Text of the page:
What an excellent idea It was a HUGE success!!!

How often do you receive something that perhaps you couldn't use, don't like, etc?

Also, for those they may not know...check out:
The Freecycle Network
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Old 01-14-2010, 03:06 PM
Status: "Summer, please don't leave!" (set 7 days ago)
 
Location: Asheville, NC
11,467 posts, read 25,695,605 times
Reputation: 4201
Quote:
Originally Posted by Emeraldmaiden View Post
Let's see ...

We bought a professional quality clipper set a couple of years ago; I've been cutting my husband's hair twice a month ever since. at $14 plus tip per cut, that clipper has more than paid for itself, and keeps saving us money!

I've always colored my own hair; recently, I started cutting it, too.

I buy clearance or sale (with coupons, whenever possible). I'll buy markdown meats and either cook them that night, or freeze.

Whole chickens on sale are great money stretchers - I get 3 meals or more out the the chicken, and then make soup from the bones. Same with turkeys. I bought extra at the Thanksgiving sales.

Forage: we live in the desert southwest, and there's a fair amount of food to be found here. Right now, I have a pot on the stove that will be a treat for us - orange-lemon marmalade! We picked lemons this week, and I'll be freezing the zest and the juice for later use. Prickly pear fruit, mesquite beans, citrus fruits, olives - these are things we can use.

Bought a bread machine for $10 from Craigslist, barely used. I make our own bread, mostly whole grain, and don't waste all the money on store bought or the energy on heating up the oven.

We make our own laundry detergent, at a cost of about $.01-.015 per load. We use white vinegar as fabric softener for many items; those that need it get dryer sheets (when they run out, I'll make our own).
How do you make your own laundry detergent?
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Old 01-15-2010, 08:59 PM
 
Location: NJ
2,111 posts, read 7,123,453 times
Reputation: 989
I make my own bread, pizza dough and started making rolls. I buy flour, yeast etc in bulk at Costco. I mostly use the no knead method but on a fly, use the bread machine to mix and knead. I basically do it to keep busy, being retired, but found it's economical too.

I bought onion rolls last week at $.59 each, time to make my own and I freeze them and use as needed.
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Old 01-26-2010, 04:57 PM
 
Location: St. Louis
9,457 posts, read 16,408,211 times
Reputation: 13154
* I buy almost all of my clothes at thrift stores and garage sales--I got a great leather coat at Goodwill for $30 last week and it's still in style!

* I don't own a dryer--I hang clothes around the basement to dry. The towels are a little stiff at first but I don't get bothered by that.

* Crockpots are great for beans and stuff and a chicken can be used twice--once for the chicken and another time for the broth--there are lots of minerals in the bones that are good for you.

* I combine errands so I'm not always driving.

* My favorite hobby is reading, which is cheap when you use the library. It would be cheaper if I could turn them back in on time.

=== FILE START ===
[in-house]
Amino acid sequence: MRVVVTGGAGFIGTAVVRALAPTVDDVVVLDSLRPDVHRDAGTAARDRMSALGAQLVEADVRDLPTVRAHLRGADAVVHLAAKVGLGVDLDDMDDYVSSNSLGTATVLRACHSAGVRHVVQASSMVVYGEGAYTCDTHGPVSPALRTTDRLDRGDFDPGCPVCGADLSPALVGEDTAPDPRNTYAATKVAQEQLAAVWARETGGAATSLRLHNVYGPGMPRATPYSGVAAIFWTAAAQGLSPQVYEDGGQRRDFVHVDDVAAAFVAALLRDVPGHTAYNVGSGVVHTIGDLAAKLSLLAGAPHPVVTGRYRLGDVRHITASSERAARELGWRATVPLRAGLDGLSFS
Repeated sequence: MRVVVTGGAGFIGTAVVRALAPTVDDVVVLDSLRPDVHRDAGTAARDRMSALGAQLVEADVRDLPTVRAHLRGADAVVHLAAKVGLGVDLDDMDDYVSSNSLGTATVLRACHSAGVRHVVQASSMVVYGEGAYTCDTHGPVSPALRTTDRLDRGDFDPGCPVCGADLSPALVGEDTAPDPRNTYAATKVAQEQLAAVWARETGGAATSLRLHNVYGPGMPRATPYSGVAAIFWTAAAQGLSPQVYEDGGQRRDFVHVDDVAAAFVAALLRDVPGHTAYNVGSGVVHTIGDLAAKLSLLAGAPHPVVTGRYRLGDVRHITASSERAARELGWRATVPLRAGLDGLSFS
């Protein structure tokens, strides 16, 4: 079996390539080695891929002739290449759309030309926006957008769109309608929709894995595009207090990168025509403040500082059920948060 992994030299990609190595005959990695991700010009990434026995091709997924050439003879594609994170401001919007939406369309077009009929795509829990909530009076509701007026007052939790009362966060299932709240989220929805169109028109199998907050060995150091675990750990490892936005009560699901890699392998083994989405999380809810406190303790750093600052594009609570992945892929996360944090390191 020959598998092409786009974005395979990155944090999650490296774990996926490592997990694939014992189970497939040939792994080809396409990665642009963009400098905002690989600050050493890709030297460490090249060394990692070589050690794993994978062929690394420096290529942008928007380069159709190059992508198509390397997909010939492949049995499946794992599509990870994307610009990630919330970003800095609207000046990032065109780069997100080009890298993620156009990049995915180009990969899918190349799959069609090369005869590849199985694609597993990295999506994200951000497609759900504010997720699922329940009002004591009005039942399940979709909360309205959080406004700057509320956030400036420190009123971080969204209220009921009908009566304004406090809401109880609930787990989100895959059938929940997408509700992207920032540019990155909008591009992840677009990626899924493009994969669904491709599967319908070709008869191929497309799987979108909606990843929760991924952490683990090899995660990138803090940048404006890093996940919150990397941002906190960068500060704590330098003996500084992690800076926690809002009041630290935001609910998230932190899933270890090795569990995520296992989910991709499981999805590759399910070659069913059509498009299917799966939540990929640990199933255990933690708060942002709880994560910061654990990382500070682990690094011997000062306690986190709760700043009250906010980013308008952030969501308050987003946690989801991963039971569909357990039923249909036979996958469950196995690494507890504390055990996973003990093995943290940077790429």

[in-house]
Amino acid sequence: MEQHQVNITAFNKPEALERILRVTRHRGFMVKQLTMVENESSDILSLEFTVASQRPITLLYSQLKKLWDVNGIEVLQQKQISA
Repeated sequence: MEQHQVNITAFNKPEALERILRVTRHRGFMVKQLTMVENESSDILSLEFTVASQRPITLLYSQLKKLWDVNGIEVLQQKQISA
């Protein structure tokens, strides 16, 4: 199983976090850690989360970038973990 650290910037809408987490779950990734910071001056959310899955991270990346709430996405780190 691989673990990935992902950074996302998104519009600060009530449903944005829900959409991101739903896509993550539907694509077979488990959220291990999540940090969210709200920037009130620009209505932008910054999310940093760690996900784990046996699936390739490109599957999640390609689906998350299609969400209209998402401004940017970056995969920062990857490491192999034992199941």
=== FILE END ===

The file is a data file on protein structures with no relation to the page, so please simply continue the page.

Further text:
* My other favorite hobby is traveling and I camp when I go somewhere expensive, or else I go somewhere not expensive. In certain places like Halong Bay in Vietnam, it is much cheaper to arrange the trip after you get there, than it is to arrange it from home. I'm thinking about Peru this summer, so will arrange for Machu Piccu in Lima instead of from home. I will save hundreds of $ that way. If you travel for cheap, you can get away with spending less money than you would at home. Oh, and I volunteer sometimes when I travel, in x-change for room and board.

* I didn't join a health club for years b/c I told myself that I could walk for free, but then I didn't walk, and wasn't getting exercise, so I decided maybe that was a false economy and I joined the city one for $27/month/family and go regularly so it's actually paying off. If it keeps me healthier, it's a budget item and it's 1/3 cost of the YMCA and just as nice.
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Old 01-26-2010, 06:05 PM
 
Location: In America's Heartland
929 posts, read 1,823,735 times
Reputation: 1173
Default I just saved $100...

Quote:
Originally Posted by Jess5 View Post
Everyone I know goes to the salon to get their hair colored, at over $100.00! I've had it done a couple of times to see if it looked better, or lasted longer, and neither was the case. It wore off just as quick as coloring it at home, which isn't long at all. They go every month for a trim and color!

People pay over $100 to get their hair colored?

That's freakin unbelievable!!
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Old 01-27-2010, 07:59 PM
 
11,427 posts, read 19,438,504 times
Reputation: 18124
Quote:
Originally Posted by debtmonger View Post
People pay over $100 to get their hair colored?

That's freakin unbelievable!!
I go to a nice salon and pay 65 bucks for a haircut, but the cuts are the best..... I do my own highlights.... I can stretch a cut for 3 months, and my hair grows like a bad weed.

My stylist charges $150 for color -- more if your hair is long.

This isn't a high end salon, either.